When the coronavirus hits Hong Kong, ten-year-old Knox Wei-Evans’s mom makes the last-minute decision to move him and his siblings back to California, where they think they will be safe. Suddenly, Knox has two days to prepare for an international move—and for leaving his dad, who has to stay for work.
Knox struggles with being the new kid at his new school in California. His classmates think he must have brought over the virus because he’s from Asia. At home, Mom just got fired and is panicking over the loss of health insurance, and Dad doesn’t even know when he’ll see them again since the flights have been canceled. And everyone struggles with Knox’s blurting-things-out problem.
As racism skyrockets during COVID-19, Knox tries to stand up to hate while finding his place in his new country. Can you belong if you’re feared; can you protect if you’re new? And how do you keep a family together when you’re oceans apart? Sometimes when the world is spinning out of control, the best way to get through it is to embrace our own lovable uniqueness.
The story starts during January 2020, back when everyone thought the virus outbreak would blow over in a month. Boy, were we wrong.
Like all of Kelly Yang’s books, this one doesn’t shy away from tough subjects, which makes it so real. These were real-life events that affected the whole world. Everyone struggled during the pandemic. Everyone was scared, and we were all trying to do our best in a tough situation.
One of those tough subjects featured was racism towards Asians. One scene that hit me the most was when some jerk yelled at Bowen to “Go back to where you came from.” I hate that so much! It is such a stupid statement. You cannot tell where someone is from based on how they look! You don’t know their life! It would make more sense if they said, “Go away.” At least that way, they don’t sound like the ignorant, insensitive twit that they are.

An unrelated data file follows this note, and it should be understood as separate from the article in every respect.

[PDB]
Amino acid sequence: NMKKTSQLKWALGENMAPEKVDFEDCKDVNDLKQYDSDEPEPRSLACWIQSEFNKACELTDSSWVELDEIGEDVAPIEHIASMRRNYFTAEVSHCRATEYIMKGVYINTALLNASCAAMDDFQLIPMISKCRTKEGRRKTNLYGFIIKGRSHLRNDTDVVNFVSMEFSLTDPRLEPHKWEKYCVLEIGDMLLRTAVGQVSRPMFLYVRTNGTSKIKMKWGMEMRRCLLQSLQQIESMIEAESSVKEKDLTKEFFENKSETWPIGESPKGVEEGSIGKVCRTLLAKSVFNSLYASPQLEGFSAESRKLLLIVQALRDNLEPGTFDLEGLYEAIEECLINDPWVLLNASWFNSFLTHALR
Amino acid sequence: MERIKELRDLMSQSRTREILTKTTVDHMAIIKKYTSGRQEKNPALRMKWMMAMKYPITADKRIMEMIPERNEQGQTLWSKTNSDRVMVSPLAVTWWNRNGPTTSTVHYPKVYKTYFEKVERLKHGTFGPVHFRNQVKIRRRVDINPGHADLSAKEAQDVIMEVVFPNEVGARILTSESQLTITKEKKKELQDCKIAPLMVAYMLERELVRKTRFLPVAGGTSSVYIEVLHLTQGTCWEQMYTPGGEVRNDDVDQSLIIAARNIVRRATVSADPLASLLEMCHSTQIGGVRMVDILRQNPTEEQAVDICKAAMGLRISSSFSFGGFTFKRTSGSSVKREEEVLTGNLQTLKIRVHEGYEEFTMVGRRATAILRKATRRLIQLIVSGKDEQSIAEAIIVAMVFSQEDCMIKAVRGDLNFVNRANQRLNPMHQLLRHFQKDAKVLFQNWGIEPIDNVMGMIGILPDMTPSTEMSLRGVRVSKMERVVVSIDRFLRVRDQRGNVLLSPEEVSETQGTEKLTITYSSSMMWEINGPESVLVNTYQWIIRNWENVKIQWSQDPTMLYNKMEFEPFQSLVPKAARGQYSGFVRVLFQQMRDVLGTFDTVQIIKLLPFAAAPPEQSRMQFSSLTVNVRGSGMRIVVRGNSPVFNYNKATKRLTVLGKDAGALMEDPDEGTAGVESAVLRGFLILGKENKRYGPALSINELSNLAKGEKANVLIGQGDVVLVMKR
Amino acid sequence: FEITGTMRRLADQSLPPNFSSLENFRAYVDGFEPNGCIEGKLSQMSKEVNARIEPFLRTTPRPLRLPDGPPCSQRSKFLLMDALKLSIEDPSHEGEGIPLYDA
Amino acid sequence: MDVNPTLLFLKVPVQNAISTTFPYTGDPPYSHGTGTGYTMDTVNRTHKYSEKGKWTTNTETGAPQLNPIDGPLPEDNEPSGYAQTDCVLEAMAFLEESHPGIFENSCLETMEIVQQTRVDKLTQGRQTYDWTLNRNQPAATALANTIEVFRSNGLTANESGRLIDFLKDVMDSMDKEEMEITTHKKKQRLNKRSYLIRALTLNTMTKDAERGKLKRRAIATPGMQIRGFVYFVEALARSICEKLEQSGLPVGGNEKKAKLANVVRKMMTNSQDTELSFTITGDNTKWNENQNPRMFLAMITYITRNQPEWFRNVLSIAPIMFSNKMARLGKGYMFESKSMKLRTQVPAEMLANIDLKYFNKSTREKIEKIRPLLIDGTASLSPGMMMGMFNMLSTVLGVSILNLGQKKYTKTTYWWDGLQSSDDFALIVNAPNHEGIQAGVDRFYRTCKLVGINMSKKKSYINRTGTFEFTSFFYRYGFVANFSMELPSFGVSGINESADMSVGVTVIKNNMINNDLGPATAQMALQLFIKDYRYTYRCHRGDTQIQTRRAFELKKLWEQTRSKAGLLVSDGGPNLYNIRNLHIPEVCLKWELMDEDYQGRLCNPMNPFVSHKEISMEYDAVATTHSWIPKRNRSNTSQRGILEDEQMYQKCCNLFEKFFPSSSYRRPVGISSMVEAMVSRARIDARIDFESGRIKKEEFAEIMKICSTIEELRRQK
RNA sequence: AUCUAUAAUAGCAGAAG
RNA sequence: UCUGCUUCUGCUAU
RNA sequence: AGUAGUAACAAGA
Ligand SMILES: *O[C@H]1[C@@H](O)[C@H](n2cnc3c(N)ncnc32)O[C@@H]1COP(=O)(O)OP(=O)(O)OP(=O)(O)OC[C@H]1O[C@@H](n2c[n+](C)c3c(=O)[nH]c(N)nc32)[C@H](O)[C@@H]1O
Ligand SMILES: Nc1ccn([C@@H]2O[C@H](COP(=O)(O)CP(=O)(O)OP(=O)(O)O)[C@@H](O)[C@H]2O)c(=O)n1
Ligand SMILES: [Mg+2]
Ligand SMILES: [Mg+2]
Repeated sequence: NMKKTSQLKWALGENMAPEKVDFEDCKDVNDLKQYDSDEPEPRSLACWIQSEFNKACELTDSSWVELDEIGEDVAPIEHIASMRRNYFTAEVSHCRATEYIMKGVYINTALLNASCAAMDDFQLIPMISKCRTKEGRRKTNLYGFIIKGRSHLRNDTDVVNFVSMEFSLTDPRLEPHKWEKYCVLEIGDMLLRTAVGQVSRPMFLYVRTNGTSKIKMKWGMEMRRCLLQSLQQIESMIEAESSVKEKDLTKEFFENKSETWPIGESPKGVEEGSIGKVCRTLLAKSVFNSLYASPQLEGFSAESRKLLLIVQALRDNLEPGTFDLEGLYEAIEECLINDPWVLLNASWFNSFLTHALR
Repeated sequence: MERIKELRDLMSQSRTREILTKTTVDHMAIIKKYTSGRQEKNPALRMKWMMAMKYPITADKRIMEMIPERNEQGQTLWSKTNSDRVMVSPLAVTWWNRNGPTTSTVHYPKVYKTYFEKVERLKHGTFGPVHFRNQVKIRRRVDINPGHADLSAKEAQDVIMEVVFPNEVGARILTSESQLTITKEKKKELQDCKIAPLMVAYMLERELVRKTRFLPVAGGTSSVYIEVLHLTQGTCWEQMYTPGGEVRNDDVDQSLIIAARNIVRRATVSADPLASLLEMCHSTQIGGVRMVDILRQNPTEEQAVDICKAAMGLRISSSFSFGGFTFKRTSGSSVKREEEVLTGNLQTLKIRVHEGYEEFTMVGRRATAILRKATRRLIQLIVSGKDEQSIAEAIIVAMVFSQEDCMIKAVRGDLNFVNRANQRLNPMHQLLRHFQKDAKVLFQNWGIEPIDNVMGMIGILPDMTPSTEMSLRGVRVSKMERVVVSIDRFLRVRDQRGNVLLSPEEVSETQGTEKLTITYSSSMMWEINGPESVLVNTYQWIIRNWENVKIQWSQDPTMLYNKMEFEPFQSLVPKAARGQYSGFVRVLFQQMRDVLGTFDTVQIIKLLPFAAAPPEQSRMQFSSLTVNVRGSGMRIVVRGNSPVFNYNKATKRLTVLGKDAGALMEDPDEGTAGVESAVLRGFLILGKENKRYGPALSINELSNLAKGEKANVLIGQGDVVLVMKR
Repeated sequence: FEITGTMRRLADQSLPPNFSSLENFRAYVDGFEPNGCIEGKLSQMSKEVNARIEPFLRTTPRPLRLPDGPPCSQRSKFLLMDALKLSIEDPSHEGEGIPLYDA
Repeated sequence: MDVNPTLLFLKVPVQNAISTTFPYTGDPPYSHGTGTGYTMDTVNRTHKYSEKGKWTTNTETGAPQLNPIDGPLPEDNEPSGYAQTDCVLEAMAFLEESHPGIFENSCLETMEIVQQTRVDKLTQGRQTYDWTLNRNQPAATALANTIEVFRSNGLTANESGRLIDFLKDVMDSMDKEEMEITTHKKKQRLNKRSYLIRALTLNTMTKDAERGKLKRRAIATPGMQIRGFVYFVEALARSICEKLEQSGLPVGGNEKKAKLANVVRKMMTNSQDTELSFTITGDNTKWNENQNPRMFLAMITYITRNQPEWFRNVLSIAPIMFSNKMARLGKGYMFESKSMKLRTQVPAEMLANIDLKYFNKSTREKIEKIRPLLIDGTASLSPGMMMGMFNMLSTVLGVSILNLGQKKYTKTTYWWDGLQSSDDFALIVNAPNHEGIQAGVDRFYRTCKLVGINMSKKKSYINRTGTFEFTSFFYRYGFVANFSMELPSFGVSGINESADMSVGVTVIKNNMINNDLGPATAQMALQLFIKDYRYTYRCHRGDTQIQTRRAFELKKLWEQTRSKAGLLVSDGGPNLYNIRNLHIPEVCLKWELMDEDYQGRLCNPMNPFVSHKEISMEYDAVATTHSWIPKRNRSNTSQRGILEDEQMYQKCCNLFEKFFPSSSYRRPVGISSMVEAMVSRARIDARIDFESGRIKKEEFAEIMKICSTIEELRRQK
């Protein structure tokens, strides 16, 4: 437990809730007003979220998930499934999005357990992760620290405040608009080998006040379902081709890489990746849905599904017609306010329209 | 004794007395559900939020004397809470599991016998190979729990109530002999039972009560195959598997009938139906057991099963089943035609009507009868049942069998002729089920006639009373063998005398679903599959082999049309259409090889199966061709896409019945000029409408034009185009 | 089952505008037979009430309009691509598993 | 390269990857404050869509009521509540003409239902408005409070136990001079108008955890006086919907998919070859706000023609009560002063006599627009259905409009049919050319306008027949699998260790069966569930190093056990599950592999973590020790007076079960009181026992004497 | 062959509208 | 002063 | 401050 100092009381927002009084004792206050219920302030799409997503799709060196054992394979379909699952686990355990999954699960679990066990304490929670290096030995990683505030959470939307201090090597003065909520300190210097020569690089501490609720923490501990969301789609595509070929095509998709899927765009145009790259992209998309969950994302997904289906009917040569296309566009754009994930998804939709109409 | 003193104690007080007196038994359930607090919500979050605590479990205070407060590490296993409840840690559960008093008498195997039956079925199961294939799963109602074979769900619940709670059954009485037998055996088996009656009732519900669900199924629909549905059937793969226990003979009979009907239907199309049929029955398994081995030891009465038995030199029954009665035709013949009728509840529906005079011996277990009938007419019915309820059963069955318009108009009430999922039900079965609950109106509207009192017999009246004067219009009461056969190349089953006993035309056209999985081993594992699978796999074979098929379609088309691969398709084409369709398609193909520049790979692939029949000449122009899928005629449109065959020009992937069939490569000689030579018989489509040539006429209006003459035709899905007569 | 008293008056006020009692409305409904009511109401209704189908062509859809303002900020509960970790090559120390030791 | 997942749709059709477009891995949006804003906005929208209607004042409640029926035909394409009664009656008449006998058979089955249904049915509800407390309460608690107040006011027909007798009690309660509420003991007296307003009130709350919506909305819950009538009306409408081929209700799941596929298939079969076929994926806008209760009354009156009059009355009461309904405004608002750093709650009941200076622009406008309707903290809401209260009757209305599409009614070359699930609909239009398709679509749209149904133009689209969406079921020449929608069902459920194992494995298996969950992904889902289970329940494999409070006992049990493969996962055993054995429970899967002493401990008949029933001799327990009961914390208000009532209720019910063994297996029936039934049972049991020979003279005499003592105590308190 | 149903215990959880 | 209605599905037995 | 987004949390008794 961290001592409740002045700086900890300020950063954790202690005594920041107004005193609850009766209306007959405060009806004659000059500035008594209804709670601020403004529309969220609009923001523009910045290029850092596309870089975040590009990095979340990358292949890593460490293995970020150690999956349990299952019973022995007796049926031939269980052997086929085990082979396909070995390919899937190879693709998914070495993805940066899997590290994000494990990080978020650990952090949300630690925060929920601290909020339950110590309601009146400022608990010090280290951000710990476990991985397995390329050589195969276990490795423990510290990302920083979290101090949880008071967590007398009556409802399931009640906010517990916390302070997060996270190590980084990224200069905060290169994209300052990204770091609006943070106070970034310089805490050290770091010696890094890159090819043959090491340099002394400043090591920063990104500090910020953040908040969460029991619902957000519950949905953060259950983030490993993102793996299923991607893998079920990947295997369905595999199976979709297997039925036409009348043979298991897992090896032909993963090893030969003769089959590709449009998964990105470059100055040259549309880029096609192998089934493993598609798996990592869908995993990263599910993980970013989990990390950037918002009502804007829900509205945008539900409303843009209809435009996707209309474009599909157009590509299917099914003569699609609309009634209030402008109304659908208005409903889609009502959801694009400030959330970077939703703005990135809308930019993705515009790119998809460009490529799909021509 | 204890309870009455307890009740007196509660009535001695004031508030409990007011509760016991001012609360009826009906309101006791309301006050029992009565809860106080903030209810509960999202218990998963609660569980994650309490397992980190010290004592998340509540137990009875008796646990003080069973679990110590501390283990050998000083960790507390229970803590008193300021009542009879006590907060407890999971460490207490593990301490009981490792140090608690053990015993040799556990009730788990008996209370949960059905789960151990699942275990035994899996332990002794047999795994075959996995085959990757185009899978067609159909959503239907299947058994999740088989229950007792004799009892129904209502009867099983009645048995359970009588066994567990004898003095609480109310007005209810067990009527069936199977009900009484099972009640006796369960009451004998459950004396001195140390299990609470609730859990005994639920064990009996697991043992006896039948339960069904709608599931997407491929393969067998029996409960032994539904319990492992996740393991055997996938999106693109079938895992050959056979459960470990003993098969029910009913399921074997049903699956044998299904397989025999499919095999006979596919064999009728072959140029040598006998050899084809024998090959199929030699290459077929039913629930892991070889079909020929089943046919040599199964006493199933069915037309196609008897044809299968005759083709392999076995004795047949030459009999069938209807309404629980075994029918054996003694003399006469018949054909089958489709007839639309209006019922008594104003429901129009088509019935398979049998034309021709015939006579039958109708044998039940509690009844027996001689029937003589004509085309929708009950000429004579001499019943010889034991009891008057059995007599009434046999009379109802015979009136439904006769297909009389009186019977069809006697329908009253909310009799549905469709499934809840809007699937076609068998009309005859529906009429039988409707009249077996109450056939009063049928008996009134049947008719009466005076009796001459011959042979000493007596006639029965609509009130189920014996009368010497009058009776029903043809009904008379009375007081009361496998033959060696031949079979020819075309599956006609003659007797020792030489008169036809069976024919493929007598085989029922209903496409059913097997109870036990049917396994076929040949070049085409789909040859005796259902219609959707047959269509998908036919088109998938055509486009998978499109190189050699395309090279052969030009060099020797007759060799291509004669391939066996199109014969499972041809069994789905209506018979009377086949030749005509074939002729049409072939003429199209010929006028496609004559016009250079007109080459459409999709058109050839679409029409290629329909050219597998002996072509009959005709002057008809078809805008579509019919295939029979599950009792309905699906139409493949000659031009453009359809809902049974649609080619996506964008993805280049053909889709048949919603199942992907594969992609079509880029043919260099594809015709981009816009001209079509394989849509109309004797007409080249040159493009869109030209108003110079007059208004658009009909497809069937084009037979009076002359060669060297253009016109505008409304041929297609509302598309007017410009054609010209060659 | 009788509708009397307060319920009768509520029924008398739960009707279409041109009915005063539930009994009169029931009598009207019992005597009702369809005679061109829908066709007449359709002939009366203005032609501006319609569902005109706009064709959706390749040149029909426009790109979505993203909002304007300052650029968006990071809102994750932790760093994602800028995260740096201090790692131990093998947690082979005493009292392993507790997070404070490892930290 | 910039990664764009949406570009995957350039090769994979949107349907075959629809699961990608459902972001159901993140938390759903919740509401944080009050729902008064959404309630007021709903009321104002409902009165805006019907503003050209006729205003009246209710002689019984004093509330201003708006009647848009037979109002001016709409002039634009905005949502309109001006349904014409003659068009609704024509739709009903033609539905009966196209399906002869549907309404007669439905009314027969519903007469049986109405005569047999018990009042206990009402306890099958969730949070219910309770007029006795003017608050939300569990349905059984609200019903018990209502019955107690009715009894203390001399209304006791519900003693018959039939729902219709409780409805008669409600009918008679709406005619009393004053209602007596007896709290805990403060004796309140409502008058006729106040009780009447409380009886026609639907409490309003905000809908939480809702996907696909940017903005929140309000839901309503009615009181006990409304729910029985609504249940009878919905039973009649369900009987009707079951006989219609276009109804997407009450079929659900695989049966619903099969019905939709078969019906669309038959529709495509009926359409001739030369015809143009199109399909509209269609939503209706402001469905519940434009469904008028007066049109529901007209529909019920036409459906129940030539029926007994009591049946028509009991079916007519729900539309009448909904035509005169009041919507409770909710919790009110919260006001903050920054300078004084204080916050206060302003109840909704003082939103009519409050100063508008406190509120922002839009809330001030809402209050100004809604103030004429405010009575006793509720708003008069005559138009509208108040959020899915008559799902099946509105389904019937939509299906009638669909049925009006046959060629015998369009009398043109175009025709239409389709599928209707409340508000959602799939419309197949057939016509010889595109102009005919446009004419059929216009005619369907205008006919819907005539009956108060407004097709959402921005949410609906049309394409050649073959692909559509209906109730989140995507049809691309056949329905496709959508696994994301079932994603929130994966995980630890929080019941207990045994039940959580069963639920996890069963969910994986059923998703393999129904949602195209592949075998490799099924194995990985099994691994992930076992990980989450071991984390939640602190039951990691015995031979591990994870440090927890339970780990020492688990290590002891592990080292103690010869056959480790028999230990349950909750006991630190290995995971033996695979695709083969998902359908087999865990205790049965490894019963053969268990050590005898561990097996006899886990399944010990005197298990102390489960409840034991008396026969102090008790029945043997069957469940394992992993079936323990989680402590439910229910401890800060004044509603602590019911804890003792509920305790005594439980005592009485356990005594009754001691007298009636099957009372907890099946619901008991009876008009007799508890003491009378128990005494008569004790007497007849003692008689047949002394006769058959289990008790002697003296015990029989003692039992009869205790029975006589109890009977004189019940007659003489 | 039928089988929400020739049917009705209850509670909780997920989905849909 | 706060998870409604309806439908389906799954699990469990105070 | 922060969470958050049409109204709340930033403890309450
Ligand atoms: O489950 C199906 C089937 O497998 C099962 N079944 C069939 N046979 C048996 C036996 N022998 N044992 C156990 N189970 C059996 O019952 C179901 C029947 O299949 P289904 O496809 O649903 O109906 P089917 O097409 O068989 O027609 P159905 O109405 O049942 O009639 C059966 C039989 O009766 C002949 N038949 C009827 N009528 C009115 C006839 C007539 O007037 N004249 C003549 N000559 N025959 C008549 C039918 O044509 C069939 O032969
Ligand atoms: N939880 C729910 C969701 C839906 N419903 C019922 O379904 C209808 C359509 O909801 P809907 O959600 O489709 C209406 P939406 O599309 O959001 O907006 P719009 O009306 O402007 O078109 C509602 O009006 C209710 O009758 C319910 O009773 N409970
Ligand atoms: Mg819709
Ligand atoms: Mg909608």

I still don’t understand why some people were so resistant to wearing masks. I get that it was hard to breathe when it was hot out, but it wasn’t that bad. I’m still wearing mine when I’m outside because it helps with my allergies.
This story also has an excellent portrayal of a young boy with ADHD. Poor Knox struggles with impulsiveness, and he always feels like he’s either in trouble or about to be in trouble. This is why being diagnosed is so essential. Without it, kids end up thinking that something is wrong with them.
Here are a few of my favorite quotes and passages from the story:
“You wouldn’t believe it – yesterday the grocery store down the street ran out of toilet paper! No joke!”
“That would never happen in America. Even if we had the virus here, people would never panic to the point of stockpiling toilet paper . . . that’s ridiculous.”
(I literally laughed out loud when I read this)
“I think it’s important to contain the virus and protect people, but I also think that we should not use this as an excuse to be hateful toward people just because of where they came from. In moments of human tragedy, we need to show compassion and kindness.”
(To me, this speaks volumes)
“I know I do things differently, but I’m trying hard. I wish people could see me and love me for who I am.” – Knox
I’m sure this will be one of many COVID-19 pandemic-based stories. I feel like 2020 pandemic stories will be the new WWII stories. By that, I mean there will be a lot of them told from many different points-of-views. And on that note, Kelly Yang had the brilliant idea to give kids the opportunity to write about their own unique pandemic story. Said stories can be read at Kelly’s Yang’s website through the link below:
Check out the Author’s Note to learn about the real-life events that inspired this story.
Last note, if you are wondering why Knox is wearing a dinosaur costume, you’ll have to read the book to find out.